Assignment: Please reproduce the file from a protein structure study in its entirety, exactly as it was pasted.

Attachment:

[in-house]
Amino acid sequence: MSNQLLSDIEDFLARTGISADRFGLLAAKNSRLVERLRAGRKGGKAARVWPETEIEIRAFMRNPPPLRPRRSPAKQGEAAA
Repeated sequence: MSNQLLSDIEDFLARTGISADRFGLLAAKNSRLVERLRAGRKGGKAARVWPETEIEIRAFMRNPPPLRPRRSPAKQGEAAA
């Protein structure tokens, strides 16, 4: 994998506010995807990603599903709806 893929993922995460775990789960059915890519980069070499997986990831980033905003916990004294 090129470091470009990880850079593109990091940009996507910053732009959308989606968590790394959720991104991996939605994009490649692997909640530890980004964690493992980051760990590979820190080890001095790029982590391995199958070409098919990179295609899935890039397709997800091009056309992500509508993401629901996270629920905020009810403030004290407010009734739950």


[in-house]
Amino acid sequence: MSNQLLSDIEDFLARTGISADRFGLLAAKNSRLVERLRAGRKGGKAARVWPETEIEIRAFMRNPPPLRPRRSPAKQGEAAA
Repeated sequence: MSNQLLSDIEDFLARTGISADRFGLLAAKNSRLVERLRAGRKGGKAARVWPETEIEIRAFMRNPPPLRPRRSPAKQGEAAA
């Protein structure tokens, strides 16, 4: 994998506010995807990603599903709806 893929993922995460775990789960059915890519980069070499997986990831980033905003916990004294 090129470091470009990880850079593109990091940009996507910053732009959308989606968590790394959720991104991996939605994009490649692997909640530890980004964690493992980051760990590979820190080890001095790029982590391995199958070409098919990179295609899935890039397709997800091009056309992500509508993401629901996270629920905020009810403030004290407010009734739950």